Still, GM Europe failed to break even in 2016.
The negotiations with Peugeot are understood to have involved Detroit-based GM executives, without any input from GM Europe officials.
German ministers will discuss the deal with the French government in an effort to limit the potential impact on German workers, Chancellor Angela Merkel's spokesman said.
A deal would transform PSA Group into Europe's second-largest carmaker with a 16% share of the European market and see GM exit United Kingdom and Europe.
France's PSA Group, maker of Peugeot and Citroen cars, says it's exploring a "potential acquisition" of Opel, the money-losing European business of General Motors Co. It means the biggest auto industry merger or takeover since Fiat bought Chrysler at a knock-down price from the U.S. government in the wake of the global recession, and it's likely to trigger a major round of mergers and acquisitions in the vehicle world, with smaller brands vulnerable to buyout.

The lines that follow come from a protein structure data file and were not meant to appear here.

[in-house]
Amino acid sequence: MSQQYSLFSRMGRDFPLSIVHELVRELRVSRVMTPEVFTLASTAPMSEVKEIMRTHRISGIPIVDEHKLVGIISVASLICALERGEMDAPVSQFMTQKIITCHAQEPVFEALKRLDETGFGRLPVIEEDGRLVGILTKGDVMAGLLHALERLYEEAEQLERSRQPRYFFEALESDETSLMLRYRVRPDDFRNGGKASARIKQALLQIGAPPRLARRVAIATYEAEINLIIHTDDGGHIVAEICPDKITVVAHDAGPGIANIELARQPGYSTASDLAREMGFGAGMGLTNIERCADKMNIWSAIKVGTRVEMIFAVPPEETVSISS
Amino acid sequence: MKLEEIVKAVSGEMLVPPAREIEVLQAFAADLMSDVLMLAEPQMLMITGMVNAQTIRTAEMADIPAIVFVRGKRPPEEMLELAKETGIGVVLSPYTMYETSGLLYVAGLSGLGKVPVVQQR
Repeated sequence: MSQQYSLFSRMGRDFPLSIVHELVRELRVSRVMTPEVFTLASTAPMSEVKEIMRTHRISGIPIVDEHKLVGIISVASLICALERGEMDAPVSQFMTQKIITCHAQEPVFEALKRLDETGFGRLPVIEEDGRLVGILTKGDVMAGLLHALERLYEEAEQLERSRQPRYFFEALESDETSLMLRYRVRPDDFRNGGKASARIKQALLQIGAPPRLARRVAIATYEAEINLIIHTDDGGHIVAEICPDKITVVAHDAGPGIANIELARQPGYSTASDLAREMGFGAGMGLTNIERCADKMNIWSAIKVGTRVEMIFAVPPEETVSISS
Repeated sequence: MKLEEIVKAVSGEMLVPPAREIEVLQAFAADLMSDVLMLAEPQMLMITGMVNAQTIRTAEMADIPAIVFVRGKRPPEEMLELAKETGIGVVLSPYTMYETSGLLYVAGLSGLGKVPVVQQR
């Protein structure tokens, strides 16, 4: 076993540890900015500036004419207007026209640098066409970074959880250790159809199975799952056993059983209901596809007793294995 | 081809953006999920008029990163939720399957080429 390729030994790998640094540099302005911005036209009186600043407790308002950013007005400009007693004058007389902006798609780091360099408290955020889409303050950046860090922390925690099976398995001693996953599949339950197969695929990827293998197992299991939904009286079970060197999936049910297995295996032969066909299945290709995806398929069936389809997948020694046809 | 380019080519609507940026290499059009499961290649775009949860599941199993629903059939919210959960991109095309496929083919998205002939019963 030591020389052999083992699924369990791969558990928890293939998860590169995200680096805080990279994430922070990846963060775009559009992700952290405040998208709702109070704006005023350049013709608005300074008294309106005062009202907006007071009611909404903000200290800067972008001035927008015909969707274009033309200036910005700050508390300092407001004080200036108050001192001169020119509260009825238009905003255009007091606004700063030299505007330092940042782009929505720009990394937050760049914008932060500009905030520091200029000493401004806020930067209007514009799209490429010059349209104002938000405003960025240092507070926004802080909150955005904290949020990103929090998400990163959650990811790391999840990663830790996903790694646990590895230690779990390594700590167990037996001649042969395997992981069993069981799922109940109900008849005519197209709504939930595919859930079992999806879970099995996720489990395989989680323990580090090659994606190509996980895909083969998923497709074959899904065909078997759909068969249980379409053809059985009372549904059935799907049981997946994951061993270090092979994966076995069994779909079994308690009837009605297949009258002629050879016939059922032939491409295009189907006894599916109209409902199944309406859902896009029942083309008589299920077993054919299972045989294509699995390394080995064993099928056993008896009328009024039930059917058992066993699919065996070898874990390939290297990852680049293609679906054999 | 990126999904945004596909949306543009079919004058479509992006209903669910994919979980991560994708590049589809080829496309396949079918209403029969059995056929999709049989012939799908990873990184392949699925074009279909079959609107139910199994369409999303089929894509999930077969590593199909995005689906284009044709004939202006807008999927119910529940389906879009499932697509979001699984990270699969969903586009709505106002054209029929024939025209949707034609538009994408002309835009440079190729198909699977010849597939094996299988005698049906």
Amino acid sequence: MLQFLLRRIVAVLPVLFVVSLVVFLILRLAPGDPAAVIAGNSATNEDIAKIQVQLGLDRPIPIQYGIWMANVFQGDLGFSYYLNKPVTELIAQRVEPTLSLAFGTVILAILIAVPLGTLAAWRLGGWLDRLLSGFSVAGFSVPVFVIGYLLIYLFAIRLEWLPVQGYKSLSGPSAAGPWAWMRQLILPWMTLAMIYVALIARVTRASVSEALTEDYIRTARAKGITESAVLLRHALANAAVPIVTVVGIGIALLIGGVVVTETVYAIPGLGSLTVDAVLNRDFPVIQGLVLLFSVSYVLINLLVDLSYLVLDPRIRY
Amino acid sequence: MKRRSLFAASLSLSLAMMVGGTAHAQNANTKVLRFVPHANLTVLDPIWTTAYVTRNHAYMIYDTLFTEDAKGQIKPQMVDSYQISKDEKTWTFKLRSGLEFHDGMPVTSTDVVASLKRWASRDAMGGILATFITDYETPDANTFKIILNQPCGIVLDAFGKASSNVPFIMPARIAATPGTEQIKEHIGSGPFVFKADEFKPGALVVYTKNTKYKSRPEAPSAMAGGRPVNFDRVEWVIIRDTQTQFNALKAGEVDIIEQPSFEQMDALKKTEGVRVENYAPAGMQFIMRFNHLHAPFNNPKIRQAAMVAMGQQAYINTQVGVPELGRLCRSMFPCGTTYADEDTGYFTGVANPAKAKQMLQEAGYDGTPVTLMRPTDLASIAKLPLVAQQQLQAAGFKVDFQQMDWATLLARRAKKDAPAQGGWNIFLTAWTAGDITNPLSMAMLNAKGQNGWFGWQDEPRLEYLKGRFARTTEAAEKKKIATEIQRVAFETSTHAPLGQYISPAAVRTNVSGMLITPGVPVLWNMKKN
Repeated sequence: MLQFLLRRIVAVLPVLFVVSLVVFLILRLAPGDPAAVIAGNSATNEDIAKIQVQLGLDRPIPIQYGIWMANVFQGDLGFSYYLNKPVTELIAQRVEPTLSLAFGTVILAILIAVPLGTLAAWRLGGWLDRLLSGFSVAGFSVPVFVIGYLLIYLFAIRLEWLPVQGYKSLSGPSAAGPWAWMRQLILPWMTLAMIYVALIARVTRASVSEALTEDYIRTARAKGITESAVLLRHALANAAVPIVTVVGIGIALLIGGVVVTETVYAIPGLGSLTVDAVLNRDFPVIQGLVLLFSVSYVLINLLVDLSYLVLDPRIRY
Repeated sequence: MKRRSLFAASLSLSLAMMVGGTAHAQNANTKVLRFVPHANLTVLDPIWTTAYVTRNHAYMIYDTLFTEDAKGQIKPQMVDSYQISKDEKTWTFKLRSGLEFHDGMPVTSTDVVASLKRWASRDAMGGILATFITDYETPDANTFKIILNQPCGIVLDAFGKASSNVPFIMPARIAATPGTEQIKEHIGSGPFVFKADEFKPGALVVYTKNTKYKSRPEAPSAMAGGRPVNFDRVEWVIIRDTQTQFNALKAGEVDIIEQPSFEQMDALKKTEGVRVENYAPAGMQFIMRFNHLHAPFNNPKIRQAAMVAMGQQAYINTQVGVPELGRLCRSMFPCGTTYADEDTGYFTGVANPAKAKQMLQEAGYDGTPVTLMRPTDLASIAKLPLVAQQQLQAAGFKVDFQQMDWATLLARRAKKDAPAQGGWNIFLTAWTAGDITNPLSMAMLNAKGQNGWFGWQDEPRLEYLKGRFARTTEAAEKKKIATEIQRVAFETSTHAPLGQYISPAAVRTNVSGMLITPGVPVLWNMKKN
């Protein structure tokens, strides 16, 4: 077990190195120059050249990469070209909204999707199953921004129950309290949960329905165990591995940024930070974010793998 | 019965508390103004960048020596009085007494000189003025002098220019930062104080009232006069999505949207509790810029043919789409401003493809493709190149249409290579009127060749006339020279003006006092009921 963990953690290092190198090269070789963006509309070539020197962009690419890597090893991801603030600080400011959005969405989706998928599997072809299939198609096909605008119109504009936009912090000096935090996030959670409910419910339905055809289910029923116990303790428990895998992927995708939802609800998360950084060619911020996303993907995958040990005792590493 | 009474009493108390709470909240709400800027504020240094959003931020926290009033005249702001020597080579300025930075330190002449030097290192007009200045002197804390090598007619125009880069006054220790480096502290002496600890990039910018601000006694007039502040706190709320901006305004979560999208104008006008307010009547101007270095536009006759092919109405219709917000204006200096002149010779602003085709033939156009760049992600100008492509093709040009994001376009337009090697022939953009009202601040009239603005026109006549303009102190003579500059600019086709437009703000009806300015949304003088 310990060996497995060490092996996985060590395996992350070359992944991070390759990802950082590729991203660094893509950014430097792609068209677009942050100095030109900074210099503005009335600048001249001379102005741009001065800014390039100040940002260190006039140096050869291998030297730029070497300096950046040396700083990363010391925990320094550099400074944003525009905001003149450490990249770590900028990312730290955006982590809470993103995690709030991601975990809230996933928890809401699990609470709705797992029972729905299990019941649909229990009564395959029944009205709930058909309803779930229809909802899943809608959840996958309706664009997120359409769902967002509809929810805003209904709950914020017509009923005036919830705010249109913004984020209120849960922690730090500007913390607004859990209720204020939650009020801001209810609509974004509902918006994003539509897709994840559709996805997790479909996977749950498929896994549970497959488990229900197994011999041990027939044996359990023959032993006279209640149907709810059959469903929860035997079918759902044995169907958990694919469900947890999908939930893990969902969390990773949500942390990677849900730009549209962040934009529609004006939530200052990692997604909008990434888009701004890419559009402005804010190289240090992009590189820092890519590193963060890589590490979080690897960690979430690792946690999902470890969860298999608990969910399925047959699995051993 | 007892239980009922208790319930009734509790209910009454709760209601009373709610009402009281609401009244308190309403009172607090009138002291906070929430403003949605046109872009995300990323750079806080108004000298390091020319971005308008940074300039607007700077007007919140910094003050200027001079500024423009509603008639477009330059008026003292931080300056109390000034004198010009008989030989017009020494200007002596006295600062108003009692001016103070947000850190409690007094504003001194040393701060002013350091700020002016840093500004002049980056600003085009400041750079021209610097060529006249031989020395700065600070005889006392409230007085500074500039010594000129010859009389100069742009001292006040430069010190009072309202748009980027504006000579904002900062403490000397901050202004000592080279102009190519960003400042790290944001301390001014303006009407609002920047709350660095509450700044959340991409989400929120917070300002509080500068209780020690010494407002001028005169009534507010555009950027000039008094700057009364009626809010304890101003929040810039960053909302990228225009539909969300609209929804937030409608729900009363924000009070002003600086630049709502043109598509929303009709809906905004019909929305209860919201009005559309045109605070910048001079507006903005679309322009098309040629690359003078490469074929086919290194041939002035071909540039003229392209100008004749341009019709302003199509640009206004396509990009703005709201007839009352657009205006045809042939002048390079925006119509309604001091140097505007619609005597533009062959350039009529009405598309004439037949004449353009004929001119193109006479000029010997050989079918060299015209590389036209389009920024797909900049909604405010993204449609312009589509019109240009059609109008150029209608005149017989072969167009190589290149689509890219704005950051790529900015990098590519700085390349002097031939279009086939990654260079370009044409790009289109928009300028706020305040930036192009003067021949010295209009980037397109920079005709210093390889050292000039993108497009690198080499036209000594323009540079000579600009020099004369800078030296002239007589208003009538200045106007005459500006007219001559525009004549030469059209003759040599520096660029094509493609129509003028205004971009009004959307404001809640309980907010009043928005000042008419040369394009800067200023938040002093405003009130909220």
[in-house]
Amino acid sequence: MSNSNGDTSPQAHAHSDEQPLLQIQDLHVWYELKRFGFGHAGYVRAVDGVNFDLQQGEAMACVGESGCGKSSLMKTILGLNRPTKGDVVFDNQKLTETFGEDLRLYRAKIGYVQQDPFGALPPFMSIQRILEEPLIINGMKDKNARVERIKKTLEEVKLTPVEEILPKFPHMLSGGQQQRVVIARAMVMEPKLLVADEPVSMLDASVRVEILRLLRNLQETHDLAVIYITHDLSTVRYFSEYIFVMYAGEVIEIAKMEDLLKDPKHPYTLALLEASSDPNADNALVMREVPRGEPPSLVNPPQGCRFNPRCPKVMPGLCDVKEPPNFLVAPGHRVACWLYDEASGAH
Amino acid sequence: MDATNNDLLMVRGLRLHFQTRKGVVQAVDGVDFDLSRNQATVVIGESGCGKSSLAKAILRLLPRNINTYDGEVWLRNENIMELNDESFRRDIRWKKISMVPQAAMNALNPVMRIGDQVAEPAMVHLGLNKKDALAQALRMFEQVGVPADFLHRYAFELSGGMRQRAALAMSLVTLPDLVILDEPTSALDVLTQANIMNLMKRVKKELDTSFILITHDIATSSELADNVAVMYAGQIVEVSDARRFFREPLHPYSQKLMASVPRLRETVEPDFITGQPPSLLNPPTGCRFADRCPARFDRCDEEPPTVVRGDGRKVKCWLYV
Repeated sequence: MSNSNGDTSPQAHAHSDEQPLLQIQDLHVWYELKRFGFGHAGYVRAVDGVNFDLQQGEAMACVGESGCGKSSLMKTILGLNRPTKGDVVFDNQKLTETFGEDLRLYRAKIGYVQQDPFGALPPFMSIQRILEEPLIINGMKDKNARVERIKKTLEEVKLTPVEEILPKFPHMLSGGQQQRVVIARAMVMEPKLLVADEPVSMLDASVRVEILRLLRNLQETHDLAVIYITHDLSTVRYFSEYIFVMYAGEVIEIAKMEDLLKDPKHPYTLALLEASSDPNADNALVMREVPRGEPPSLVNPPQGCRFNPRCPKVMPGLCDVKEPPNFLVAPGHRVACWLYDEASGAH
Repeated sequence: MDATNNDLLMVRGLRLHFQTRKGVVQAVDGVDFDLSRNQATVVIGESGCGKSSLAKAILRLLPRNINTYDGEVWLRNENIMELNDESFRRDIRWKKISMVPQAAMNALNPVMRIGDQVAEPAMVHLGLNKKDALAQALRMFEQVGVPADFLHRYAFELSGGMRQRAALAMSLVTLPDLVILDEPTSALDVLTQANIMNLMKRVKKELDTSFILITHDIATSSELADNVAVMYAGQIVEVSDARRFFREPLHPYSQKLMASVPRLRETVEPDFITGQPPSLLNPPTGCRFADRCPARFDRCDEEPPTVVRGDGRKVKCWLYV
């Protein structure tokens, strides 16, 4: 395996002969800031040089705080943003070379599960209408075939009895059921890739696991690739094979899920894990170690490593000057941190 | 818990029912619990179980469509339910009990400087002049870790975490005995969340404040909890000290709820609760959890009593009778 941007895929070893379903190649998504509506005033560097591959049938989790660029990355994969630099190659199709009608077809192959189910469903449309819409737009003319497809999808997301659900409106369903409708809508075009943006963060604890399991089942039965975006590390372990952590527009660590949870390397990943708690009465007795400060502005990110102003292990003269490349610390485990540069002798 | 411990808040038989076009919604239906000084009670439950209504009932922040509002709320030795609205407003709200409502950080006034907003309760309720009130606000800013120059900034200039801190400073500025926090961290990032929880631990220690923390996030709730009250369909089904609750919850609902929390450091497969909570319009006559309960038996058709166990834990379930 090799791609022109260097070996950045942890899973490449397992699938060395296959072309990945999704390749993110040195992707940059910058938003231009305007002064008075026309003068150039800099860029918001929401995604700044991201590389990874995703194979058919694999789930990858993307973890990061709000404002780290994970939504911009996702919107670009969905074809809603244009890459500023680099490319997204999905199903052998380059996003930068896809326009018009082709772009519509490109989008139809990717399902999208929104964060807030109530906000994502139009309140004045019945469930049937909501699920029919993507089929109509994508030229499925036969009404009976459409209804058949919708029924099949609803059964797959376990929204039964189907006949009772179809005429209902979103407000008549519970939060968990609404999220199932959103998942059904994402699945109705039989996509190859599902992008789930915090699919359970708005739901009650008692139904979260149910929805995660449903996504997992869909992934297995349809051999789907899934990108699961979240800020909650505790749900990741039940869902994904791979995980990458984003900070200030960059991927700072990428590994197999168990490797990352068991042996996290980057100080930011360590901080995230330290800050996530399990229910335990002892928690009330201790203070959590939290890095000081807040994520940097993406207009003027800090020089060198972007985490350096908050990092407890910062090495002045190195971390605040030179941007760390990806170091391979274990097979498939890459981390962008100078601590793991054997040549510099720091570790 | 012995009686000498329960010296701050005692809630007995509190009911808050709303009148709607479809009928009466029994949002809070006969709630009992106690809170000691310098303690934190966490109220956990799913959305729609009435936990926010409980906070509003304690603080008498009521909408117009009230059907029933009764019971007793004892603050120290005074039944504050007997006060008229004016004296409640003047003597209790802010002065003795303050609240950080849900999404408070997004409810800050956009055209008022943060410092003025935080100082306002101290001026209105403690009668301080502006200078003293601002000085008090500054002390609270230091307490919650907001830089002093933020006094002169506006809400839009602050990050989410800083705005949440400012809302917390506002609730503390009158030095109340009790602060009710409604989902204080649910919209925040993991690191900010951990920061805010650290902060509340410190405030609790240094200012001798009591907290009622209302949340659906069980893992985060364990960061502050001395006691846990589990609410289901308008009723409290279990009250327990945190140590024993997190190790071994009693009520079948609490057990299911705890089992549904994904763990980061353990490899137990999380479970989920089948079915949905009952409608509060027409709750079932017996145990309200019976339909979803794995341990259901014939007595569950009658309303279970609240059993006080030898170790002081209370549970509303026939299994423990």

If successful, the takeover would see PSA group become the second largest European auto manufacturer behind Volkswagen in the European new vehicle market.
PSA's shares also liked the news. The combination would be second only to Volkswagen, with 23.9 percent, and would vault ahead of the Renault-Nissan alliance, which had 13.9 percent.
GM has been particularly active in recent years in seeking a broad-based co-operation with Peugeot in a bid to cut costs and improve profitability at Opel and Vauxhall. One scenario already raised by General Motors sources in discussions with Autocar is the possibility of a sweeping consolidation of Vauxhall operations in the United Kingdom, with the brand name resigned to history and being replaced by Opel - a move that was seriously considered by General Motors following the financial crisis of 2009 but ultimately decided against. It had hoped to reach break-even by now, but last year posted a loss of $257 million for the year.
Peugeot - which also controls the Citroen marque - is part-owned by the French government, which holds a 14pc stake after a state bail-out deal.